Radiography is the use of certain spectra of electromagnetic radiation, usually x-rays, to image a human body. Angiography, a particular radiographic method, is the study of blood vessels using x-rays. An angiogram uses a radiopaque substance, or contrast medium, to make the blood vessels visible under x-ray. Angiography is used to detect abnormalities, including narrowing (stenosis) or blockages (occlusions), in the blood vessels throughout the circulatory system and in certain organs.

Cardiac angiography, also known as coronary angiography, is a type of angiographic procedure in which the contrast medium is injected into one of the arteries of the heart, in order to view blood flow through the heart, and to detect obstruction in the coronary arteries, which can lead to a heart attack.

Peripheral angiography, in contrast, is an examination of the peripheral arteries in the body; that is, arteries other than the coronary arteries. The peripheral arteries typically supply blood to the brain, the kidneys, and the legs. Peripheral angiograms are most often performed in order to examine the arteries which supply blood to the head and neck, or the abdomen and legs.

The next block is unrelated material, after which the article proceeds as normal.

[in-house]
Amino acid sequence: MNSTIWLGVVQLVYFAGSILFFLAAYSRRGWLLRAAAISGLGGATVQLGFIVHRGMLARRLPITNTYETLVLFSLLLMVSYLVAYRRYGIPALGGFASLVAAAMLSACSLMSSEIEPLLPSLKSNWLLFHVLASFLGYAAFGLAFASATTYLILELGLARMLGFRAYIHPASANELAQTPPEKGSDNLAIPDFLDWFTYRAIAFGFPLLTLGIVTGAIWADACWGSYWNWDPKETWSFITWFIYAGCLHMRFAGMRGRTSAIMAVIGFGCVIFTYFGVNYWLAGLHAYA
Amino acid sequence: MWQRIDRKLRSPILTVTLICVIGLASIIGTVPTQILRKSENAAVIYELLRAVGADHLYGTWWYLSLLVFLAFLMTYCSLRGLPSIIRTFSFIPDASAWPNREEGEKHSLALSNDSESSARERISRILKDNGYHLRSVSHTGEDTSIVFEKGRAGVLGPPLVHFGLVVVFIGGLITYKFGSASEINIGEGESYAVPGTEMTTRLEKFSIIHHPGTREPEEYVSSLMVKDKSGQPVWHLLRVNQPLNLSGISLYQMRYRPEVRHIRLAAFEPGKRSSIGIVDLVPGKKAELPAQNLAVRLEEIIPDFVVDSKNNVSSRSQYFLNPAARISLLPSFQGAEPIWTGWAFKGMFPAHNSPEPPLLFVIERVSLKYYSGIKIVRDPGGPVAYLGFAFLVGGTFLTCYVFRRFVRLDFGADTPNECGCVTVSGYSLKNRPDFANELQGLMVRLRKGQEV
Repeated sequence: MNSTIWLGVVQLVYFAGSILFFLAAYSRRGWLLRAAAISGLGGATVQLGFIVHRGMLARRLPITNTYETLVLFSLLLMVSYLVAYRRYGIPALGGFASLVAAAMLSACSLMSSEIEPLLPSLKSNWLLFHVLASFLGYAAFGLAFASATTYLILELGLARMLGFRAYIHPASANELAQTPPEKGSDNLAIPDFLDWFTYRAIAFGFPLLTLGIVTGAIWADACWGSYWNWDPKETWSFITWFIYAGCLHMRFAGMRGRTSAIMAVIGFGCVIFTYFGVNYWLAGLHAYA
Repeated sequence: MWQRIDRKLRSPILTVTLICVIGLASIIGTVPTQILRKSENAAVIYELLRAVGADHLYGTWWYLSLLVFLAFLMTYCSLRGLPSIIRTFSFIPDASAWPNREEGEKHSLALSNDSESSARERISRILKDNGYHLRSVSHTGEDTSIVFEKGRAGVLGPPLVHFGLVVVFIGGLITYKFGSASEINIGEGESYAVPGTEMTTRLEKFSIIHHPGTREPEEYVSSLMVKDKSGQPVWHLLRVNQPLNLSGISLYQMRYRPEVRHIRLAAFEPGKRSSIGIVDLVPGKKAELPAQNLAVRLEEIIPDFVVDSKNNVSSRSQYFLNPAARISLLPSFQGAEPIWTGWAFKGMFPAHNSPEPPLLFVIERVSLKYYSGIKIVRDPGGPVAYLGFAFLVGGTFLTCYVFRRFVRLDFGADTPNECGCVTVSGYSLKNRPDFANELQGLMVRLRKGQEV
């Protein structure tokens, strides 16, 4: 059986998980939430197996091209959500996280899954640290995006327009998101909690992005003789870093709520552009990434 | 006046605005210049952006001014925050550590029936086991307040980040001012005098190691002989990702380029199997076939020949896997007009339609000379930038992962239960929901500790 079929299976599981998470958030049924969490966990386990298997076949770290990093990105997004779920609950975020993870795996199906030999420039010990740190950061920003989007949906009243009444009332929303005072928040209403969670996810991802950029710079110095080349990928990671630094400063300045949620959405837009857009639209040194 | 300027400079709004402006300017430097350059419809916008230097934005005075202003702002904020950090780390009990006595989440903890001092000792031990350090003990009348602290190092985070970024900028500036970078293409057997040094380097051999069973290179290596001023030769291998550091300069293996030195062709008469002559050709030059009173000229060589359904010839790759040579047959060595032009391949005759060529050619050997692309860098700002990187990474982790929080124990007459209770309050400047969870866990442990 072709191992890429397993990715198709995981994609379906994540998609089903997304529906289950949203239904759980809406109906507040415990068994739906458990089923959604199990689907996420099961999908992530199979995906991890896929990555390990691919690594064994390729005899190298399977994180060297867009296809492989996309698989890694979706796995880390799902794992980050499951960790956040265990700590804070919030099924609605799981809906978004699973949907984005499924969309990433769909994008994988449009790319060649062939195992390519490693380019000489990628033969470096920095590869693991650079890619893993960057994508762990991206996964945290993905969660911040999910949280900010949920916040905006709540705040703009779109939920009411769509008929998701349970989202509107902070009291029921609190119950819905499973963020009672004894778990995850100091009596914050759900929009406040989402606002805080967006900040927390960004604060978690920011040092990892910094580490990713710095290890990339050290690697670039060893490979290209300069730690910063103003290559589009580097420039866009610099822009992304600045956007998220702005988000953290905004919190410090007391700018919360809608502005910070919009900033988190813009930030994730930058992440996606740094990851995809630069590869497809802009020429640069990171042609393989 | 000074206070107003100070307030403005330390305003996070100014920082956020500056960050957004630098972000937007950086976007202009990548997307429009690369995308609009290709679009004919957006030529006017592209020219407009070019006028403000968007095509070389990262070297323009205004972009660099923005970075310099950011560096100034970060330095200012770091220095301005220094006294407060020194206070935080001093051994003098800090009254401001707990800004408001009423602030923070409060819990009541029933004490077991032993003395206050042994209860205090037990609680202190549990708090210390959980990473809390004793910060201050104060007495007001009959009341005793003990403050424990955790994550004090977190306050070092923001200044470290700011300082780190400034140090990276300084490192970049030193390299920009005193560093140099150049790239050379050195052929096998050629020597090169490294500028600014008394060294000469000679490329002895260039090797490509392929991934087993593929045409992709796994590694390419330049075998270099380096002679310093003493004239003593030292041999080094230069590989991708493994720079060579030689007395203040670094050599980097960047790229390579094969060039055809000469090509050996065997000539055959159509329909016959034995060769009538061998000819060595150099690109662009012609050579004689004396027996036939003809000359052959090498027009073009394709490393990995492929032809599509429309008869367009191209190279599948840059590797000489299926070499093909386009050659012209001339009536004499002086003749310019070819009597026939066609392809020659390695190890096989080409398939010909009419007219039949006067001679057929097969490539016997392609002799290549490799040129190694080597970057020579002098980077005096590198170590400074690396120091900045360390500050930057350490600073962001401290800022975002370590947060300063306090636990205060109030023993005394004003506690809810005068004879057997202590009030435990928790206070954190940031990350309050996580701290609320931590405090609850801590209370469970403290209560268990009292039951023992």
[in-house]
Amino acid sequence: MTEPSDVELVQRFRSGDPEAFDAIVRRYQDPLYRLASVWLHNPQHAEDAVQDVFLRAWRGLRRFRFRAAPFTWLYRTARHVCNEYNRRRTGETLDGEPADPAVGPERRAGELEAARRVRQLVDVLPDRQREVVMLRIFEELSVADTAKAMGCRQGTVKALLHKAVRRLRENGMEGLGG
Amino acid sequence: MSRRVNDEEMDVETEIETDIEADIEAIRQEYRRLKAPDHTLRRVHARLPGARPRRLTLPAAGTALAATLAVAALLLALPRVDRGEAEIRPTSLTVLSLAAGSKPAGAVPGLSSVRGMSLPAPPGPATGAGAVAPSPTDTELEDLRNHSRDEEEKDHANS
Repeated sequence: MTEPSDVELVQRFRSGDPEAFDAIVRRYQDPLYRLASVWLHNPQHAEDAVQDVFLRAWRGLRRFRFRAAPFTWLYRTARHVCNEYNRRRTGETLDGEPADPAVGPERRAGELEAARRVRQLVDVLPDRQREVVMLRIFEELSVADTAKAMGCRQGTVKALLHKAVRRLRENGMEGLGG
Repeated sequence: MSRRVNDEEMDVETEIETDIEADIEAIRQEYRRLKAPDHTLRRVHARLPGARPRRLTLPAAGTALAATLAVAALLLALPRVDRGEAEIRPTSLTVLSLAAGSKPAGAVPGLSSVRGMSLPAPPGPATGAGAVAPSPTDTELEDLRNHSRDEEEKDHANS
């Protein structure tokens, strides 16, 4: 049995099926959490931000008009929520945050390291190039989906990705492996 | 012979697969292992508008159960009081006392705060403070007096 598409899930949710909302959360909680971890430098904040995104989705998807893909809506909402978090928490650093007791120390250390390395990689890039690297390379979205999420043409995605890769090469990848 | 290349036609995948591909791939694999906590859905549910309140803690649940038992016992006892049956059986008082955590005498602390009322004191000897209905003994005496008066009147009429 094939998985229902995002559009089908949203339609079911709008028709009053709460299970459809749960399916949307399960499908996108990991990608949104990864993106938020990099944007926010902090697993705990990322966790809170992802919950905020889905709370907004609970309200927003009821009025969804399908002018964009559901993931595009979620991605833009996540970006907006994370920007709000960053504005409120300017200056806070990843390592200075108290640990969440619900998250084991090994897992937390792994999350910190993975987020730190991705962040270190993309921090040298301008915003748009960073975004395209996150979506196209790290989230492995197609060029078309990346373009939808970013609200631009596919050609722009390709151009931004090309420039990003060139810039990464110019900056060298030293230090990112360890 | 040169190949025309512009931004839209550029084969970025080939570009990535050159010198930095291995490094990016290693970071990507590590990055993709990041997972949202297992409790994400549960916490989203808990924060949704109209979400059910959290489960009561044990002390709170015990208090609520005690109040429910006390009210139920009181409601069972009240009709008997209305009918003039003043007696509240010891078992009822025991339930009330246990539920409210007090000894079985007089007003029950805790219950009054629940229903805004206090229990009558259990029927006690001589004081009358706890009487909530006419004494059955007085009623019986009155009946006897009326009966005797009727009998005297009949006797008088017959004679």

Computed Tomography (CT), originally known as computed axial tomography (CAT or CT scan), is an imaging technique that uses digital geometry processing to generate a three dimensional image of internal features of an object from a series of two-dimensional x-ray images taken around a single axis of rotation. An iodine dye, or other contrast material, may be used to make structures and organs easier to see on the CT picture. The dye may be used to check blood flow, find tumors, and examine other problems.

Positron emission tomography (PET) imaging may also be used. In PET imaging, a short-lived radioactive tracer isotope, which decays by emitting a positron, and which has been chemically incorporated into a metabolically active molecule, is injected into the patient. The radioactive decay of the positrons is measured to generate an image.